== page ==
The Scottish band The View, despite a mediocre effort to change course, remain an underwhelming indie-pop outfit with their fourth album.
The View remain overly jaunty on Cheeky for a Reason
Cheeky for a Reason
It can be tough to change gear when you're trapped in a groove, as some of the world's biggest indie bands discovered before breaking up. Oasis spent much of their final decade making bold statements about modernising their sound, only to emerge with much of the same. And REM famously attempted to make a frenetic punk record after the country-fuelled Out of Time, but wound up with Automatic for the People, a downbeat album about death.
The popular Scottish rockers The View have not made an Automatic for the People, sadly, but were clearly aiming to soak up some of that windswept Americana on this, their fourth album. Famed for unrelentingly chirpy indie pop, they've now forged an unlikely alliance with the renowned US hit maker Angelo Petraglia. The Nashville-based writer/producer works with country superstars such as Taylor Swift and Trisha Yearwood, but more pertinent is his influence on Kings of Leon, the backwoods roughnecks turned chart regulars.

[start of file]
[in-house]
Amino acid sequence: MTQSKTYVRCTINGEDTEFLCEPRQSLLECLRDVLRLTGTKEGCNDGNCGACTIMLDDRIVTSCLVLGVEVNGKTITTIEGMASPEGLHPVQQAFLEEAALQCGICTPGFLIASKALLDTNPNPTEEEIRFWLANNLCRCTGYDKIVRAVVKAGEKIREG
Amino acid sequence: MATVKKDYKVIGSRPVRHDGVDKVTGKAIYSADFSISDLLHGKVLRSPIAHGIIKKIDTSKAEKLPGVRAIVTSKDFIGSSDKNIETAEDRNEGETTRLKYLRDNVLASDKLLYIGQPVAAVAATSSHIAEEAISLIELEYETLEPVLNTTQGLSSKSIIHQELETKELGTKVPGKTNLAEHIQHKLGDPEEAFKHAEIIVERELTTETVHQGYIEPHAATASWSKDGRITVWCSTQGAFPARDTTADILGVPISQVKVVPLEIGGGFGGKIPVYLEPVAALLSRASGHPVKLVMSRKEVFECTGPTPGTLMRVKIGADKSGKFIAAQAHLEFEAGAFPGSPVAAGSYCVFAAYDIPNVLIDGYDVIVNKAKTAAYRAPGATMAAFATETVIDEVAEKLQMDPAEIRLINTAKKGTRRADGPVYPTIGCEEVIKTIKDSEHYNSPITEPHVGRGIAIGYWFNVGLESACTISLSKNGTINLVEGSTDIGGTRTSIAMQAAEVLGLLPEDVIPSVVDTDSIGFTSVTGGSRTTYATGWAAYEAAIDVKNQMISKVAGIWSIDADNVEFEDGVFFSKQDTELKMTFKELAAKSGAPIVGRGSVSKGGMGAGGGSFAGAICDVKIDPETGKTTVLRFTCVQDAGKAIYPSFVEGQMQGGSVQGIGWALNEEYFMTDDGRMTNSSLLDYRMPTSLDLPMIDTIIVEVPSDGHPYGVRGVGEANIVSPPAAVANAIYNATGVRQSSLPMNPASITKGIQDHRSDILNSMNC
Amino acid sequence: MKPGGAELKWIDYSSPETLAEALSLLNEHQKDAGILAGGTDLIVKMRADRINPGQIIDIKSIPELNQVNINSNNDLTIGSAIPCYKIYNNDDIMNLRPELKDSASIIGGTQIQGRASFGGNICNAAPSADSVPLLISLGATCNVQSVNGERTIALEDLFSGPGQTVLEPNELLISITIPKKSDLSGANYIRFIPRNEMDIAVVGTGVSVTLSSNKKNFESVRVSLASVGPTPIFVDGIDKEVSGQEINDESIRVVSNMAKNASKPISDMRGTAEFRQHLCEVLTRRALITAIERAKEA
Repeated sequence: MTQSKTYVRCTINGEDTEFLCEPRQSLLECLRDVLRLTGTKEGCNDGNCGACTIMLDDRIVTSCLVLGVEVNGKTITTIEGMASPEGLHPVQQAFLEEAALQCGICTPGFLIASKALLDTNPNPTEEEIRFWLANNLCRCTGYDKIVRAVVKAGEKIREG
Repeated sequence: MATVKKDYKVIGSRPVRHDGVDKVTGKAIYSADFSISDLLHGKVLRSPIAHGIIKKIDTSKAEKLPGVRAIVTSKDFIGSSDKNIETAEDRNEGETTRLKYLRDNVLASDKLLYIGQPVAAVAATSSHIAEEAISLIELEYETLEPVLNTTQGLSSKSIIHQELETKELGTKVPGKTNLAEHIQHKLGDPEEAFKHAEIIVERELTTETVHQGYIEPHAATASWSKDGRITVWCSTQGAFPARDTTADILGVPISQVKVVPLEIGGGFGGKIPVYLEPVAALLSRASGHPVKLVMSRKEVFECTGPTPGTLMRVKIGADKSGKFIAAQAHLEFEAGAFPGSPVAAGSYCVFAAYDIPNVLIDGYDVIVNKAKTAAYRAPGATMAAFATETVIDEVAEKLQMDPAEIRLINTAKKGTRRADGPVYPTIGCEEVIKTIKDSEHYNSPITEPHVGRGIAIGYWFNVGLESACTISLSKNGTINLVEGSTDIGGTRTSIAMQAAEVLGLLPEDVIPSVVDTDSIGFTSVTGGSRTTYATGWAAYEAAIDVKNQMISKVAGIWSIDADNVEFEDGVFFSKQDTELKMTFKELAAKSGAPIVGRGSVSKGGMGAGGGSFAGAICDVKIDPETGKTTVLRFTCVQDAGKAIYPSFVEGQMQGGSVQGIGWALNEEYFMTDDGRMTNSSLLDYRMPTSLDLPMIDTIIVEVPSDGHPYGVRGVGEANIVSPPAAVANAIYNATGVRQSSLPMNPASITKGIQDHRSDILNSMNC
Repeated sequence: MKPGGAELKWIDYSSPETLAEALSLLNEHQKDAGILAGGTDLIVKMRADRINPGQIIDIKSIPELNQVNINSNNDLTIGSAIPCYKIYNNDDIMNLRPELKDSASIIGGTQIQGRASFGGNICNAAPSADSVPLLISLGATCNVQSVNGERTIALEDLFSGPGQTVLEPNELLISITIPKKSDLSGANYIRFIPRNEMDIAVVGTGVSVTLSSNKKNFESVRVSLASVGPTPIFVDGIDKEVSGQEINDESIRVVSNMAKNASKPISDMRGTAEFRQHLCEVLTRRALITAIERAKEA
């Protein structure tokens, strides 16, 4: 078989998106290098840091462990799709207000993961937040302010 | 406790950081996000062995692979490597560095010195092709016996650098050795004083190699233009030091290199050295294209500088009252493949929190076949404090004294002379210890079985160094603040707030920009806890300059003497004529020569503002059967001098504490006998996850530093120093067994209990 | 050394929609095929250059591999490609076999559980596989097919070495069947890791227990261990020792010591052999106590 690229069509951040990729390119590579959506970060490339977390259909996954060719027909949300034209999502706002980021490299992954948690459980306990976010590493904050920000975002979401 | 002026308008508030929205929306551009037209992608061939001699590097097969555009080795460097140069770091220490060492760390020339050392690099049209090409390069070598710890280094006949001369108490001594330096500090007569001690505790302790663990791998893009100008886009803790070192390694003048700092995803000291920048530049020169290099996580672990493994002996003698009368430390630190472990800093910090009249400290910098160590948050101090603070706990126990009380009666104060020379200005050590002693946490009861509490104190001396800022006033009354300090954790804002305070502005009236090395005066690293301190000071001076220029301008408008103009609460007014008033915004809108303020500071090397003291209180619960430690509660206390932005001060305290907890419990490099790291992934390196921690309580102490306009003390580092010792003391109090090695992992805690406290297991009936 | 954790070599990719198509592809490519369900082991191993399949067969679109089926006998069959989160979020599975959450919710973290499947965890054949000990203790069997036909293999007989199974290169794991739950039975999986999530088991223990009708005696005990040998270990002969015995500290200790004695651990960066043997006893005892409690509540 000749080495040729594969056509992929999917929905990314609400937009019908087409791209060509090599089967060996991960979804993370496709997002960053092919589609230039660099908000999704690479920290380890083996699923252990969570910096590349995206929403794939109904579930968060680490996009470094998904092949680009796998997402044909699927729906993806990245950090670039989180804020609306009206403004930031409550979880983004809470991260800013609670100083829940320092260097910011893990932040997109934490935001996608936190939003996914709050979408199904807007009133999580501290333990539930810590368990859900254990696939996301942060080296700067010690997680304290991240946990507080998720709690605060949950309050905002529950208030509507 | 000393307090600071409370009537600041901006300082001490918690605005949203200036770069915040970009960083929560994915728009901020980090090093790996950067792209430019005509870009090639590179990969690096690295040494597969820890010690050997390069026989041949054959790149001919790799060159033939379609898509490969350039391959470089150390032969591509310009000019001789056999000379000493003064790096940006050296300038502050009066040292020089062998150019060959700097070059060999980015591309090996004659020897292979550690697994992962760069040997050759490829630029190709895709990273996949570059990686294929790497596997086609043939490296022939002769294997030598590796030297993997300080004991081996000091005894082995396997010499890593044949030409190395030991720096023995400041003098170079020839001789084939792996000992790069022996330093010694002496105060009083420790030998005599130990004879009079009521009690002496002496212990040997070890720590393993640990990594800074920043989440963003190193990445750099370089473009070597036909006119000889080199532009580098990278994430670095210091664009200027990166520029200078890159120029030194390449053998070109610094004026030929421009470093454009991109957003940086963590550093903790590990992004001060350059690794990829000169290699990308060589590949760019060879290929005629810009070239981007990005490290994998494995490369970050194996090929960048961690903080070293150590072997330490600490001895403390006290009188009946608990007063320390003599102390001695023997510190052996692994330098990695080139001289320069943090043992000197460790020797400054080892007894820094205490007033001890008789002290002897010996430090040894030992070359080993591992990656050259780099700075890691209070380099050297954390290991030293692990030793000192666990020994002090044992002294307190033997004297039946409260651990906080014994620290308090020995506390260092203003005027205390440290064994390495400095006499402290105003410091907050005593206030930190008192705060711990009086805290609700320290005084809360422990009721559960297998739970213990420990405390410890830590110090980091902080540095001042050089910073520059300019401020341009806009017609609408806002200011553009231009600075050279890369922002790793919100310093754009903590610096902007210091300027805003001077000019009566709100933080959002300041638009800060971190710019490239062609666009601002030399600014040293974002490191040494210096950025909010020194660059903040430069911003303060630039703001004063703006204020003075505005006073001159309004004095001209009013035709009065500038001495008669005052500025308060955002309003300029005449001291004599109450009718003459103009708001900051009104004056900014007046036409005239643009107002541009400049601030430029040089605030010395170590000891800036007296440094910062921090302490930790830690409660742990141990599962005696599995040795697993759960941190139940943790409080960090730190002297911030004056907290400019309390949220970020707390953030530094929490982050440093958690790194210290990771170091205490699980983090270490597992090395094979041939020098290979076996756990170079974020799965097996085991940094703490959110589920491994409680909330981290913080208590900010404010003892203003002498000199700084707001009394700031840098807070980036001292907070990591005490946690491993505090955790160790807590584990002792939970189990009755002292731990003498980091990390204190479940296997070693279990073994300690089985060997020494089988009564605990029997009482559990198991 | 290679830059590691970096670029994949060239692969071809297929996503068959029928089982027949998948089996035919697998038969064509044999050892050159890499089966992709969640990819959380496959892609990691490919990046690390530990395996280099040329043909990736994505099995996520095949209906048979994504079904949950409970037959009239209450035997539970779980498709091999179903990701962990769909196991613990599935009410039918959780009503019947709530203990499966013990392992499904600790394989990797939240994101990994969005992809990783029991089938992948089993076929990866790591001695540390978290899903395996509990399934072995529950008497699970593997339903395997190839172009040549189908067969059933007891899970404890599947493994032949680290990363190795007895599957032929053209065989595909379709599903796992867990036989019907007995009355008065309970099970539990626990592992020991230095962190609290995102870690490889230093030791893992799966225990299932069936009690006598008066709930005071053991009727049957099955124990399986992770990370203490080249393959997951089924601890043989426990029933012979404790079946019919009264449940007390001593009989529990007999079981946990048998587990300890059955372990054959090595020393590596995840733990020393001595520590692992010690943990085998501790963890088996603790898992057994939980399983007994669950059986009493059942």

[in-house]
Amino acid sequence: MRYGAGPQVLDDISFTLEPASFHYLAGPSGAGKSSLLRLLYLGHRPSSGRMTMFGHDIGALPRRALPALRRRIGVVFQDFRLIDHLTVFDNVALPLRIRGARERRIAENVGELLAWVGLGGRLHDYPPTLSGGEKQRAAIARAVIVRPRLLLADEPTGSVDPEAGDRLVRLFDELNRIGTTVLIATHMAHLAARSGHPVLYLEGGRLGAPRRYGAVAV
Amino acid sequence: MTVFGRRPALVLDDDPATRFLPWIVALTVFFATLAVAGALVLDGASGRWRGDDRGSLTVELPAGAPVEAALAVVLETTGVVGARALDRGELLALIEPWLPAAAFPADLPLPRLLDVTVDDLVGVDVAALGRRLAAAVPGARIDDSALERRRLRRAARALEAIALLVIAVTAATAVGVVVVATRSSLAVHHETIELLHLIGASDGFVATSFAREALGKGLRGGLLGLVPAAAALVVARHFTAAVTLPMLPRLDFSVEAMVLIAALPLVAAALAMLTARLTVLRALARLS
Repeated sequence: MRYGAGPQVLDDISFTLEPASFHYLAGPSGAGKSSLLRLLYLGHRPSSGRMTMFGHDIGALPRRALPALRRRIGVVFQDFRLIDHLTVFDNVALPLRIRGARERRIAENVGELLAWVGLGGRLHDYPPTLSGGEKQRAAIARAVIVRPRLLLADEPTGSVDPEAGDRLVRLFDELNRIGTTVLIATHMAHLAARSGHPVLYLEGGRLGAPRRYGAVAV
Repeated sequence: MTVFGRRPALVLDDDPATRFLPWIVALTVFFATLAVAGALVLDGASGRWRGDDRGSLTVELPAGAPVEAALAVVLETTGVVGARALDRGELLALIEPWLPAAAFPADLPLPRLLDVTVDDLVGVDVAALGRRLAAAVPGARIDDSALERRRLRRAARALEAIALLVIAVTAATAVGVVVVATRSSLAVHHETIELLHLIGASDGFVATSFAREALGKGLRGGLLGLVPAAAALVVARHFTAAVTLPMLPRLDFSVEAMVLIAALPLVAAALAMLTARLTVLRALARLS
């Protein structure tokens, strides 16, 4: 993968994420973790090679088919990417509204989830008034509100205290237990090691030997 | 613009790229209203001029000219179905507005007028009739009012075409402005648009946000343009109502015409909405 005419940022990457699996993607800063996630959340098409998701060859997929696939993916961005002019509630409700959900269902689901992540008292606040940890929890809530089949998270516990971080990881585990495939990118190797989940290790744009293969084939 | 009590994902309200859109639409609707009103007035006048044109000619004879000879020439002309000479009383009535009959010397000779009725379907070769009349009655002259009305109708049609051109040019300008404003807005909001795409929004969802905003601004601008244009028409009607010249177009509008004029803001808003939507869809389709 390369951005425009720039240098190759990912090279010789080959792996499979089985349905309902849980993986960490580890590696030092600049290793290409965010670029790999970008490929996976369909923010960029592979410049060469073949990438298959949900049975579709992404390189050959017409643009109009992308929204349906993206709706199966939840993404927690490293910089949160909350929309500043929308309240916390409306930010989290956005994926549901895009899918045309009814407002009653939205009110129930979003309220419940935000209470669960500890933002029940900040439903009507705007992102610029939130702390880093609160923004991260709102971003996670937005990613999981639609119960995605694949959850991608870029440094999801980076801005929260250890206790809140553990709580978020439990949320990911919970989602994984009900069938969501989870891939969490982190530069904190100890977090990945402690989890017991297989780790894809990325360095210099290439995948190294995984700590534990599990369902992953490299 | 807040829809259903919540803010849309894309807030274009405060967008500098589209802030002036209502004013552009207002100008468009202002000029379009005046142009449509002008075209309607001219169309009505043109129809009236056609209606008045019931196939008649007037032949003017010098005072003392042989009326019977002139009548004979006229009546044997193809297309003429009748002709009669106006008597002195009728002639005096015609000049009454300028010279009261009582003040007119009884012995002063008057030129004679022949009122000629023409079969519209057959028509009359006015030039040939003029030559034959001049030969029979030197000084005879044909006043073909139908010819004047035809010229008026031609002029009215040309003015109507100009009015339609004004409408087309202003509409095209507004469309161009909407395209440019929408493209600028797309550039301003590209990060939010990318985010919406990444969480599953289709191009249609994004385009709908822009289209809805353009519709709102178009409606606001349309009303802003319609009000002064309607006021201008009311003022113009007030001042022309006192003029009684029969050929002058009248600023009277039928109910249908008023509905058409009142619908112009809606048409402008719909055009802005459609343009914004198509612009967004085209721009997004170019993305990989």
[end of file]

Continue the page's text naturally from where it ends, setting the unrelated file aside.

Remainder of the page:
Petraglia co-wrote three songs on this record, and at least one, The Clock, is an impressive change of pace for the Dundee quartet. The singer Kyle Falconer suggests in the accompanying notes that the album sounds like "Fleetwood Mac's Rumours done by The Clash", and hints of the older band's classic rock blueprint abound here. Major chords clang evocatively, there's a beefy guitar solo and there's even some Stevie Nicks-style breathy vocals.
Another of the joint compositions, Bullet, kicks in with a reverberating riff reminiscent of U2's I Still Haven't Found What I'm Looking For. But in truth, these are rare departures, as left to their own devices the band remain mired in their original mould. The View's default setting is a sort of indie Monkees, awash with chirpy romps but with little gravitas or any real attempt at defining a unique sound.
That uncompromising Scottish brogue occasionally adds an air of undeserved mystique. Sour Little Sweetie is a sub-Strokes anthem that demands further listening only because Falconer's lyrical flow is so hard to follow, while the slang often intrigues. "Milk turns sour, when left on the bunker for days," he sings on Bunker (Solid Ground). A bunker, it transpires, is a kitchen worktop, which hardly stirs the soul.
There are signs of progress on Cheeky for a Reason but, as that title suggests, the overall tone is overly jaunty, bordering on the juvenile. For now, The View remain anything but a serious proposition.